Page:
17 April 2010

Mumbai by Motorbike

I paid rent today; my day is the 12th, I moved in on September 12th of last year, so I pay rent on the 12th. Actually it's a couple days later, but this is the first time my landlord and I could get together. When Heather was here, we went out with him and his wife, and since then we've been trying to go out again, and tonight we did.

He picked me up at the Cafe Coffee Day down the street, which is being renovated, but is still open even though the outside is a big construction mess. So I got an iced tea and waited, and my landlord, Viqar, showed up on his motorcycle. The first time I rode it, when I first got here, I must admit was a little scary, but I've been on the back of his bike a couple times since then and by now I'm pretty comfortable, just leaning against the back rest, hands in my lap.

First we went all the way down to central Mumbai, past the Haji Ali, a beautiful mosque built out in the ocean, to get some pav bhaji. Pav bhaji is a popular restaurant and street food here, it's kind of like refried beans, made of potatoes and lentils and tomatoes and other vegetables and spices all mushed together, served with buttered rolls. We went to a place called Sardar, where it was supposedly first made, and even if it wasn't the first, it seems to be the best. It was a very crowded restaurant, and everyone there was eating the same dish. It was the first time I tried it, I was kind of waiting to try it with him, he told me he would take me to the best place for it. And it was fantastic! So deliciously yummy. Some places apparently use water to make the mush, but this place uses only butter; butter in the bhaji, butter on the bread, it was great.

After that, we hopped back on his bike and went on a little tour of the city, starting with the red light district. I didn't really know Mumbai had one, but it was a little grungy street, filled with working women, in rooms together with the front doors open, or out on the street in groups of 3 and 4. They looked to be in pretty good shape, clean, pretty, not particularly unhappy, but the scene was quite seedy. Still, it was fun to see, and I got a couple of nice smiles. We pulled over for a second when his bike stalled, and immediately some man came over, waiting for us to ask for what we wanted. He just wagged his head when Viqar started his bike and took off.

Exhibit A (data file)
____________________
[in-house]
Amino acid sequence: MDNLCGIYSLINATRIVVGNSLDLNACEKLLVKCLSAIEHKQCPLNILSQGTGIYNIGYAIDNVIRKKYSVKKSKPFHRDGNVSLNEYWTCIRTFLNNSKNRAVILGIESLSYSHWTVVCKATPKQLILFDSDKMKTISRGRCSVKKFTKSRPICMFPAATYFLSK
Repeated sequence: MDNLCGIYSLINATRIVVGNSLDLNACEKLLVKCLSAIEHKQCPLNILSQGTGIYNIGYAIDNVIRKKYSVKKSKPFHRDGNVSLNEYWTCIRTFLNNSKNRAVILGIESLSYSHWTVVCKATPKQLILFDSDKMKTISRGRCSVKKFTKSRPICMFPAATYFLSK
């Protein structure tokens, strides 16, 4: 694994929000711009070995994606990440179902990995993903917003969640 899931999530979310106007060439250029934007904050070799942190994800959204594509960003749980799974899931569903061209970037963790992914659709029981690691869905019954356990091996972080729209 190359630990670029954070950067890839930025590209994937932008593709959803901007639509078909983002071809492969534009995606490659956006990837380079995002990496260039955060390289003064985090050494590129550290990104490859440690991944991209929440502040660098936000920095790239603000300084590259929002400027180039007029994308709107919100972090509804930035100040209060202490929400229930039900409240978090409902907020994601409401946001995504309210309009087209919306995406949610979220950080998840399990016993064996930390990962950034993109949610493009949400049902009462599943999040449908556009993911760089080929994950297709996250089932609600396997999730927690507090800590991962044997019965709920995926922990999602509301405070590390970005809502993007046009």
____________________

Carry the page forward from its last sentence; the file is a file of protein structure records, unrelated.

We drove through some more alleys, including through Chor Bazaar, a market place where you can get anything. Chor means thief, thieves' bazaar, and apparently it got its name from a story about Queen Victoria. Once when she visited India, some items went missing from her ship's stateroom, and when she went to that bazaar, she found people selling her stuff there. Anyway it's more of a daytime marketplace, so there was not much going on at the time.

All along the way, we were talking on the motorcycle, We discussed everything from religion to sex, and although sometimes some ridiculous things come out of his mouth (he trash talks the Hindu religion, being some combination of Muslim and Christian himself, and he seems to be of the Bill Clinton school of thought about what qualifies as sex), he's always entertaining and sincere.

Oh we did have one kind of scary moment. We were riding along, and there was a local commuter bus next to us. All of a sudden, the bus driver, who was probably drunk, veered to the left. Viqar was fine, he's a very good driver and extra careful when I'm on the bike with him. We pulled over to the left and stopped. But I looked back and someone was on the ground, rolled over a couple times, and then got up, filthy from the street. He looked okay but it was way too close. At the next light, Viqar pullled in front of the bus and yelled at the driver who yelled back. Apparently the driver was telling him to climb onto the bus so they could fight about it. If the driver came down, he would be fired, but he could retaliate if anyone gets on the bus and starts something, so he was egging Viqar on. Viqar is generally quite sweet and peaceful (earlier that night he helped push another motorcycle who had run out of gas to the gas station, when he saw the owner pushing it along), so after a few acerbic words we moved on.

We rode back home along the scenic route, seeing the coast and the new Worli Sea Link bridge (though we couldn't ride over it, no 2-wheelers allowed), We made it back home after almost 3 hours of riding around. Which was not easy on the body, it felt like the camel ride. All in all, it was a great night riding around Mumbai by motorcycle.

1 comment:

kelly said...

One of my fave posts; everyday life in India. Enjoyed thoroughly and I felt like we were sitting in the computer room at OHDS chatting. Thx and hugs.